Grilled tilapia with breadcrumbs & parmesan
Grilled tilapia with ginger and coriander
Cheese baked tilapia
Today marks one full year and 20 days since my return to KL. It has certainly not been the smooth sailing I was initially expecting when I decided it was time to say farewell to my London town. Some initial difficult adjustments, crazy challenges, and difficult realizations… I myself am quite surprised that I’m still here, patiently waiting to see my relationship with the City of Lights blossom.
Despite it all, every moment of confusion, heartache, and uncertainty has led to a new sense of acceptance and clarity. Two weeks before my 31st birthday, I attended a life-changing training session that has opened up my eyes to the fact that I am fully responsible for every single decision I make. You either make the best of out of a situation or you make a change. Rather than blaming the circumstances around you, you have the ability to respond to any given situation. So I can either wallow in the things that I miss about my London town or I can get with the programme, embrace my decision to come home and make my time in KL the best that it can possibly be.
In a ‘self-pity session’ prior to said training, I was trying very hard to recall everything that I missed about London. Summer days (although limited), random walks around the city, easy access to healthy food, work-life balance, a sense of liberated independence knowing that you only have yourself to count on (no family around), art, theatre, supermarkets with affordable produce, artisan farmers’ markets, and oddly enough out of nowhere fresh tuna popped into my mind. Good quality, juicy, meaty, and does not cost an arm and leg tuna steaks. That’s when it hit me that I have not enjoyed a nice tuna steak since I stepped foot in KL since fresh tuna, which is always imported, is too crazily expensive here. When forced to choose between the two, I always opt for salmon as it is a bit more wallet friendly compared to the smallest piece of tuna fillet.
Rather than pine away at my long-lost food joy, I need to happily accept the fact that I may not be able to enjoy certain things as much as I did in London. So the necessary adjustments need to be made. Instead of paying a ridiculous amount amount for tuna, I’m opening up my palate to the joys of the local, less costly tilapia. Tilapia is a fresh water fish and its meaty white flesh makes it ideal when served as fillets. Unlike tuna, tilapia is not too ‘fishy’. Its subtle taste ensures that it easily imbues the flavours of its surrounding ingredients, working well in both Western and Asian dishes. Best of all, unlike many local fishes, when filleted correctly you will not get any pesky bones interfering as you enjoy your meal. I have been experimenting with the Asian flavours of garlic and coriander to slightly more Western inspired assembles of breadcrumbed tilapia and cheese-baked tilapia (I am a firm believer of seafood + cheese = freaking delicious, hello seafood gratins?). Three recipes using the same fish in the span of two weeks? The best part is that I’m only at the very beginning of my adventure with tilapia.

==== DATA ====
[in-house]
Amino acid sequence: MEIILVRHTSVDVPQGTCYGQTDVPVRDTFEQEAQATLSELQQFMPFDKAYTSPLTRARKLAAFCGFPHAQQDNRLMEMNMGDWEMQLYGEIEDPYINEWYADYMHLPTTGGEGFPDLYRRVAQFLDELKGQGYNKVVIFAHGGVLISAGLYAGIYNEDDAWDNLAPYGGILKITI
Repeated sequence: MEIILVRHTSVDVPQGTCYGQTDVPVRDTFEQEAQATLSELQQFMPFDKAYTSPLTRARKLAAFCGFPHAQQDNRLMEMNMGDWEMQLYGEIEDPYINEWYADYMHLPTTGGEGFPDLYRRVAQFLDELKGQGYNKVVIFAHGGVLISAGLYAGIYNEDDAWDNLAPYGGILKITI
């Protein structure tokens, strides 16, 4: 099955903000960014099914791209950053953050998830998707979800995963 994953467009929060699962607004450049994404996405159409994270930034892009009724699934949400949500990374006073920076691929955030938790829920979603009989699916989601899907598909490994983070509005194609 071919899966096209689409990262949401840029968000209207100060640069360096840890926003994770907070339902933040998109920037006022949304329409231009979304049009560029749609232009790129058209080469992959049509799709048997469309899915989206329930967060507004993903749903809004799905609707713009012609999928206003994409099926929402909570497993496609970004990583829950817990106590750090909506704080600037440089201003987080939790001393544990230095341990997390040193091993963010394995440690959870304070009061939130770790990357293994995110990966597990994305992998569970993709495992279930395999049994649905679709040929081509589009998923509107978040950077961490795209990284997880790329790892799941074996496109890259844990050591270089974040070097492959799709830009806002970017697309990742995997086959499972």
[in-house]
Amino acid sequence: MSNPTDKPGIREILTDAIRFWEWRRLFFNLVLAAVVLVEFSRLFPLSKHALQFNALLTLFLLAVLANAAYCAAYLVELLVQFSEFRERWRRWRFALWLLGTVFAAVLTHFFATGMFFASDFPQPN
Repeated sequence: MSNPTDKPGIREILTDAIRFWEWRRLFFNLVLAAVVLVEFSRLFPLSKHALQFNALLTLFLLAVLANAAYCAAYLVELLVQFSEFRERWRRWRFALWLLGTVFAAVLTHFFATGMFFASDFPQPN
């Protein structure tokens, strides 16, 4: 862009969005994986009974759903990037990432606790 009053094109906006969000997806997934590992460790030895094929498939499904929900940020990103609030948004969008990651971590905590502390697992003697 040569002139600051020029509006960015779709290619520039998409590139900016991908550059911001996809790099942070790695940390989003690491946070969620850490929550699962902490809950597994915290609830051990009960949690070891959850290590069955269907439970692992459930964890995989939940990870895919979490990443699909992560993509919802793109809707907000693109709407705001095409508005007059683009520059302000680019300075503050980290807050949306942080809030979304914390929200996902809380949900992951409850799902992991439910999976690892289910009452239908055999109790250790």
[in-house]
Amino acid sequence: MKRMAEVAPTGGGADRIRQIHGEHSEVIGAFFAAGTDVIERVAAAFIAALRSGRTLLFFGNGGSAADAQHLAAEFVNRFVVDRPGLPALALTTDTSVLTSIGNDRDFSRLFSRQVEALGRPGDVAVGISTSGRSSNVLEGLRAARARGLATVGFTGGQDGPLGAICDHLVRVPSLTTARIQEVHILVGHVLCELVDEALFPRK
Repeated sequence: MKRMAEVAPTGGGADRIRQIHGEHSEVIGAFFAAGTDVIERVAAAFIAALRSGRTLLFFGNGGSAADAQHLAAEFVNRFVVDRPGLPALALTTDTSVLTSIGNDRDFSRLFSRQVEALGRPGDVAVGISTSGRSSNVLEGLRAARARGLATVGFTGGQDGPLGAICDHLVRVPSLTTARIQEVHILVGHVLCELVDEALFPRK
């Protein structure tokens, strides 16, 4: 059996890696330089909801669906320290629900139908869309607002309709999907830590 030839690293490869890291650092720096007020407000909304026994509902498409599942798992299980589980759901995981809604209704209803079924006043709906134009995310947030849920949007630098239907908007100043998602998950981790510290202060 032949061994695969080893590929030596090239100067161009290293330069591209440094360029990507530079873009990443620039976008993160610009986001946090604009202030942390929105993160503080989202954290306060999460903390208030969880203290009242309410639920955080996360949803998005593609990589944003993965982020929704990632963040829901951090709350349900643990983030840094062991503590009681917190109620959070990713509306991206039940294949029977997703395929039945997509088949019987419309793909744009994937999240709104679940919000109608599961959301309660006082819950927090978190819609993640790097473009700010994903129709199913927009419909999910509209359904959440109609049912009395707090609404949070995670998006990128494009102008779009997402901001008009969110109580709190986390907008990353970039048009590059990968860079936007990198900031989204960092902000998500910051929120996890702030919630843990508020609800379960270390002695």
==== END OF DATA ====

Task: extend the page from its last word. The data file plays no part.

Grilled tilapia with breadcrumbs & parmesan (from Something Savoury)
Tilapia fillet, a big handful of grated parmesan, breadcrumbs, zest of one lemon, chopped coriander, juice of half a lemon, and salt & pepper. For the orzo: 1/2 cup orzo, broccoli, sliced mushrooms, cherry tomatoes, a handful of parmesan, and salt & pepper,
1. Pat the tilapia fillets dry using paper towels.
2. Combine cheese, bread crumbs, lemon zest, coriander, salt & pepper.
3. Coat tilapia fillets with mixture and bake fish for 10 to 15 minutes at 475F.
4. Squeeze fresh lemon juice on the fish before serving.
5. To make the orzo, bring water to a boil and add salt. Add orzo.
6. When orzo is 3/4 cooked add the mushrooms and cherry tomatoes. Cooking should take a total of about 10 to 15 minutes. Once done and all liquid has absorbed, add parmesan cheese and seasoning.
7. In a separate pan steam the broccoli.
8. Add broccoli to orzo mixture and top with the breadcrumbed tilapia fillet.
Grilled tilapia with ginger and coriander
Tilapia fillet, 1 garlic clove, 1/2 inch fresh ginger, 1 green chili, 1/3 cup chopped coriander, 1/4 cup white whine, 2 tbsp soy sauce, 1 tsp sesame oil, shiitake mushrooms, spring onion and extra coriander to garnish.
1. Pat fillet dry with paper towel and lightly season with salt and paper. Lay in a glass baking dish while heating the oven to 475F.
2. Blend garlic, grated ginger, chopped chili, and coriander in a food processor with white wine, soy sauce, and sesame oil.
3. Pour sauce over the fish and add sliced shiitake mushrooms.
4. Bake for 8 to 10 minutes.
5. Once cooked (fish fakes easily), serve over a bed of brown rice. Garnish with chopped spring onions and additional coriander.
Cheese baked tilapia served with sautéed spinach and cherry tomatoes (inspired by How Sweet It Is)
Tilapia fillet, 1 tbsp butter, 1/4 cup grated parmesan cheese, 1 clove of garlic, thyme, salt & pepper, and lemon slices. For the spinach and cherry tomatoes: 1 clove of garlic, olive oil, baby spinach, cherry tomatoes, a squeeze of lemon juice, and salt & pepper.
1. Pat tilapia dry and season with salt & pepper.
2. Lay on a baking tray (either use a non-stick spray or a bit of olive oil rubbed behind fish so it does not stick). Bake for 10 minutes at 400F.
3. Mix butter, garlic, thyme and parmesan cheese.
4. Remove fish from oven and gently flip. Top fish with the mixture and baked for another 5 to 10 minutes until cheese is golden and bubbly.
5. Heat olive oil and sauté garlic.
6. Add baby spinach leaves and cherry tomatoes. Season with salt & pepper and squeeze of lemon juice. Cook until leaves have wilted and cherry tomatoes and popped.
7. To serve, plate the tilapia on top of the spinach leaves and cherry tomatoes. Serve with slices of lemon.